That lured institutions like 3AC into scooping huge stakes in GBTC when numbers were going up, and we’ve seen how that ended up.

Of course, modern finance has an easy fix to this like: an ETF which trades at a 1:1 parity with the underlying asset.

But access to crypto ETFs are still blocked up as the SEC continues to drag its feet on regulatory approvals. But that’s not stopping institutions from pursuing the license, as VanEck files another application this week.

DeFi DAO governance dynamism

Two big DAO governance items dominated this week. The first was a contentious Maker DAO proposal to centralize the protocol’s governance in a “core unit.” It failed to pass. The proposal saw an unprecedented ~30% of MKR tokens participating.

The second big governance proposal is a Lido initiative to self-limit the amount of ETH deposits into the liquid staking protocol. The context of this proposal lies in the potential risks that a concentration of ETH in Lido might pose to the underlying Ethereum protocol.

It’s hardly a surprise that the proposal was overwhelmingly shot down by LDO holders - that’s a little bit like asking an investor if you’d like to see a company you own a part of to stop growing.

💭 Hasu enters the Maker and Lido governance conversations with moderate suggestions for both.

Web3 News Roundup

Arbitrum Odyssey paused, Optimism numbers go up

The Arbitrum Odyssey campaign was paused this week due to blockchain congestion from the overwhelming success of Odyssey.

Meanwhile, Arbitrum’s closest L2 competitor Optimism is also booming, with a big uptick in DEX trading volume.

We’ve been huge on Ethereum L2s for a long time, so this doesn’t come as a particular shocker. Still, it’s nice to see the L2 Summer 🌻 thesis get vindicated as crypto winter draws near.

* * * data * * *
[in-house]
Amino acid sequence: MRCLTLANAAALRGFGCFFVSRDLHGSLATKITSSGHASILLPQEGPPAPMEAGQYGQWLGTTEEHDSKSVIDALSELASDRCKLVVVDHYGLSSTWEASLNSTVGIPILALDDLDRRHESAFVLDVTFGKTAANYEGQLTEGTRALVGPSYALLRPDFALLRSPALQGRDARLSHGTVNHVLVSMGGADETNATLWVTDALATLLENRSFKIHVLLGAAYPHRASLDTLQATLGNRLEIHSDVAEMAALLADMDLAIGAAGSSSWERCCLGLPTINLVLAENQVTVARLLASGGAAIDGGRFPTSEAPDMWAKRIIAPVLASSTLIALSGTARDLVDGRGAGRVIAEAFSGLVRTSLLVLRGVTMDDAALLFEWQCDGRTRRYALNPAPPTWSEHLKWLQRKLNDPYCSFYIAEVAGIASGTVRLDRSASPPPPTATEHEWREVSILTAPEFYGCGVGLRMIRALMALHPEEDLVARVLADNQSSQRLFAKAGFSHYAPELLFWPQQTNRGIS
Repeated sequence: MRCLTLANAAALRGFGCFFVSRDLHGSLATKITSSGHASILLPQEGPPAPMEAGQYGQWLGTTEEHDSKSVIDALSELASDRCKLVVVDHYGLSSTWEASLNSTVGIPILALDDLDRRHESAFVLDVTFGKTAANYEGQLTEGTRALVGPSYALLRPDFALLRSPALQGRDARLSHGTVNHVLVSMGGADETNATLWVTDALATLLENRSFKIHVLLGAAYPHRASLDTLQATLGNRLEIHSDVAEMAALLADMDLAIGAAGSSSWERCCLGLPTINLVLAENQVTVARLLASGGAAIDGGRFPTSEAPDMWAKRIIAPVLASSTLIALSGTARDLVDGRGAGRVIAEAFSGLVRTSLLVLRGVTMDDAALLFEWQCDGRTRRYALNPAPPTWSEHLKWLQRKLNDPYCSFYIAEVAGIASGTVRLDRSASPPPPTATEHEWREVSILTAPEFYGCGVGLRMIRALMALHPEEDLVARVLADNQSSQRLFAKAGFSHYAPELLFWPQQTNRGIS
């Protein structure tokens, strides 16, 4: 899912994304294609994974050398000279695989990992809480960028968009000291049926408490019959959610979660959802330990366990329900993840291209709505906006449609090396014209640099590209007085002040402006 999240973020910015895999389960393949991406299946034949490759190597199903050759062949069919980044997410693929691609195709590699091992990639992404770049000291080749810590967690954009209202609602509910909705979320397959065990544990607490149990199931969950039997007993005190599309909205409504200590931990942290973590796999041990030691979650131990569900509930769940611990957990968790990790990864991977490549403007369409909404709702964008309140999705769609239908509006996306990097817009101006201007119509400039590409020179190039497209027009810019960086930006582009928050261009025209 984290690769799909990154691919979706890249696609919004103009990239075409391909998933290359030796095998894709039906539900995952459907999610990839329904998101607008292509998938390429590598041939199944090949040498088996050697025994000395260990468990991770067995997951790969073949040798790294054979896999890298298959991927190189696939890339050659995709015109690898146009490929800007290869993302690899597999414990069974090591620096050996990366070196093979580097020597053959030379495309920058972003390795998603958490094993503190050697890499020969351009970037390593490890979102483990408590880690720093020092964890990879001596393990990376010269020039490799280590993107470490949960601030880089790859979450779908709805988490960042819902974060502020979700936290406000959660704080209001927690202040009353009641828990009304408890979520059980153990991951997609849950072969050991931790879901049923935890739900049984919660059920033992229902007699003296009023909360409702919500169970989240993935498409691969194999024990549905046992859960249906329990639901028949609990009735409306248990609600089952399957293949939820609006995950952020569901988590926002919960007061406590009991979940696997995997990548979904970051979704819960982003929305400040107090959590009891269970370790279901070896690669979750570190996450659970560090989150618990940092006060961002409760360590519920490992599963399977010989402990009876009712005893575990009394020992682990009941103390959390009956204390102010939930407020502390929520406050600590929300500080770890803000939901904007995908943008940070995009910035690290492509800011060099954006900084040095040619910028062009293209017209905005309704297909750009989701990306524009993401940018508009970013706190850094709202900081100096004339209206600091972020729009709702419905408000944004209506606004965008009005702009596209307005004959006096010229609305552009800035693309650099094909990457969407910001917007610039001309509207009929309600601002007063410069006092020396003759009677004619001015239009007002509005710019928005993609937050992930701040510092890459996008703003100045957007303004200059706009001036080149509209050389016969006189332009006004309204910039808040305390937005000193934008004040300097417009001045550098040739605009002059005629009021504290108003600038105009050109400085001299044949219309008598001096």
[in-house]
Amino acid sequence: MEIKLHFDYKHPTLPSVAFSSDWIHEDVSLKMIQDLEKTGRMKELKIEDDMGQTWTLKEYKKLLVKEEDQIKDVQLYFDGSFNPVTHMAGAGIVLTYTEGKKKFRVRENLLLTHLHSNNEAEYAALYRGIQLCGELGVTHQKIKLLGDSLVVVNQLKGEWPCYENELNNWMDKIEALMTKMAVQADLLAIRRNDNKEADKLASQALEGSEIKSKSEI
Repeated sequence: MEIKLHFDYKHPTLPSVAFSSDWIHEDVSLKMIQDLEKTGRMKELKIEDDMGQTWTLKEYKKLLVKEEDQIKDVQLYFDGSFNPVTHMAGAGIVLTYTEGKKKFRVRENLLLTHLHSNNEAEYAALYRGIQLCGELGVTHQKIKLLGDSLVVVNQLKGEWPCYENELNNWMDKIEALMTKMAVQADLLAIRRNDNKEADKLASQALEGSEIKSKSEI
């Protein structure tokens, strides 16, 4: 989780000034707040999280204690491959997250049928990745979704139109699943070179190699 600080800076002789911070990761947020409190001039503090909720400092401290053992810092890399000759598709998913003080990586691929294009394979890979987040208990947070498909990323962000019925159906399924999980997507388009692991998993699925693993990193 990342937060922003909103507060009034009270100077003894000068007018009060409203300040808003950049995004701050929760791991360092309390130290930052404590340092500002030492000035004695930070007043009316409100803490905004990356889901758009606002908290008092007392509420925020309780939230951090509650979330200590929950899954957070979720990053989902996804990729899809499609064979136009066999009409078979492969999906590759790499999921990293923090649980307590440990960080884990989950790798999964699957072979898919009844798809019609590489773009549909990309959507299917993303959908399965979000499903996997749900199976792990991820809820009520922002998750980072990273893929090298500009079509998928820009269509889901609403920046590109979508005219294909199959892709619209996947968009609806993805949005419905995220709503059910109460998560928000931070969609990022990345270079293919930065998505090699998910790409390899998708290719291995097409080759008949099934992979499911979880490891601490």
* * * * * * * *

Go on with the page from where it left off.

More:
Horizon bridge gets hacked

The Horizon bridge by L1 blockchain Harmony endured a $100M exploit this week, allegedly by the North-Korean hackers Lazarus Group. Those are the same guys that hit the Axie Infinity Ronin bridge in March.

Microstrategy goes Bitcoin shopping

Microstrategy is a small software company, but it has come a long way from doing small software things. CEO Michael Saylor shut down market rumors of any potential insolvency in perhaps the most demonstrative way possible: a $10M purchase of another 480 Bitcoins.

El Salvador too checks out another purchase of 80 Bitcoin.

Bankless July Token Report

Finally, the Bankless July Token report dropped this week for premium subscribers. Ben reviews ATOM, SOL, AVAX, PERP, TRIBE, and SUSHI 👀


Here’s what we have lined up next week:

  1. William and Lucas will teach us how to evaluate NFTs and Layer-1s respectively 🧑‍🏫
  2. Ben is publishing the big Ethereum Q2 report 🔥
  3. Matthew Green joins us on the podcast on in a Defense of Cryptocurrencies 🛡️

Have a great weekend!

- Donovan

Donovan Choy

Written by Donovan Choy

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Former writer at Bankless.